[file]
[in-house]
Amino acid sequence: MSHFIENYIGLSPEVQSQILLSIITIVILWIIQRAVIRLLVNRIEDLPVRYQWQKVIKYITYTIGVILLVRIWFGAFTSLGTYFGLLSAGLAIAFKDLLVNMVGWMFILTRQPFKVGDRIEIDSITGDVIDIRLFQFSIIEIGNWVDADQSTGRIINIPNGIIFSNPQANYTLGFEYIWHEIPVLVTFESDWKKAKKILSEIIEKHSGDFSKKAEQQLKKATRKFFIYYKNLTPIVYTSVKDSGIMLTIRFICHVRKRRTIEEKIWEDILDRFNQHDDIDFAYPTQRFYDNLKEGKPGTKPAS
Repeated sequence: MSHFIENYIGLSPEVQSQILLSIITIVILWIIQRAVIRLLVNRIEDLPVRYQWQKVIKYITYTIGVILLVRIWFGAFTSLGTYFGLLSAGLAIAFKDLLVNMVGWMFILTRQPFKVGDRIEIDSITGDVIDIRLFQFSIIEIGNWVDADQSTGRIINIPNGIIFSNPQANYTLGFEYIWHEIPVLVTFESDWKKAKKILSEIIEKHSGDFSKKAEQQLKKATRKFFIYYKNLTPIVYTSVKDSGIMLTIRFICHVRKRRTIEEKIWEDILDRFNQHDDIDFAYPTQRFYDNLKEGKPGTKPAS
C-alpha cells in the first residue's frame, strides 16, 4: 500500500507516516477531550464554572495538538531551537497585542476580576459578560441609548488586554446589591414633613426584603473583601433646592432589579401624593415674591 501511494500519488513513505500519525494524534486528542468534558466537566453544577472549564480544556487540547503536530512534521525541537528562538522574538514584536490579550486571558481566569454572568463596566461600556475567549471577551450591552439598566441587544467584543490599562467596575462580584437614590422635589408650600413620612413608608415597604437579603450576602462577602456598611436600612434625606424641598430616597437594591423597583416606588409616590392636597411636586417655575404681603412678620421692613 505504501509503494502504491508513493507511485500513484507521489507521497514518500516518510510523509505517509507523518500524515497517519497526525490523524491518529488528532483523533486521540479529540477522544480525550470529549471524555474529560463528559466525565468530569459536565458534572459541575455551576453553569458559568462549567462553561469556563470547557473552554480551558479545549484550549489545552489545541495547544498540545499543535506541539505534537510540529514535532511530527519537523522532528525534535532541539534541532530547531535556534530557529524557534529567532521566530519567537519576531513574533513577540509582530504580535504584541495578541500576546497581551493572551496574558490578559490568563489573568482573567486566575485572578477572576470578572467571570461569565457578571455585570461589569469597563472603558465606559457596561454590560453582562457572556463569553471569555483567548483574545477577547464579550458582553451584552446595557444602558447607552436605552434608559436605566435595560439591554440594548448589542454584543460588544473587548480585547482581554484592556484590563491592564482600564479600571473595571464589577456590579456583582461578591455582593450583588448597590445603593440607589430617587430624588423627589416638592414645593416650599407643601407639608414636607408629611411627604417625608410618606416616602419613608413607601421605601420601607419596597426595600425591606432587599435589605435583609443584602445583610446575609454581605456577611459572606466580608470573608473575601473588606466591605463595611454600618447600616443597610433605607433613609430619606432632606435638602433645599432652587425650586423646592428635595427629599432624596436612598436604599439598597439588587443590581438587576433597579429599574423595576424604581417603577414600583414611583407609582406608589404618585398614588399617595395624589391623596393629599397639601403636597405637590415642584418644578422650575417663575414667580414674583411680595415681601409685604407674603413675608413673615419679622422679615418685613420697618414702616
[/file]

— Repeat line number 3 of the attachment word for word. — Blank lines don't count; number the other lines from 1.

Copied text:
Repeated sequence: MSHFIENYIGLSPEVQSQILLSIITIVILWIIQRAVIRLLVNRIEDLPVRYQWQKVIKYITYTIGVILLVRIWFGAFTSLGTYFGLLSAGLAIAFKDLLVNMVGWMFILTRQPFKVGDRIEIDSITGDVIDIRLFQFSIIEIGNWVDADQSTGRIINIPNGIIFSNPQANYTLGFEYIWHEIPVLVTFESDWKKAKKILSEIIEKHSGDFSKKAEQQLKKATRKFFIYYKNLTPIVYTSVKDSGIMLTIRFICHVRKRRTIEEKIWEDILDRFNQHDDIDFAYPTQRFYDNLKEGKPGTKPAS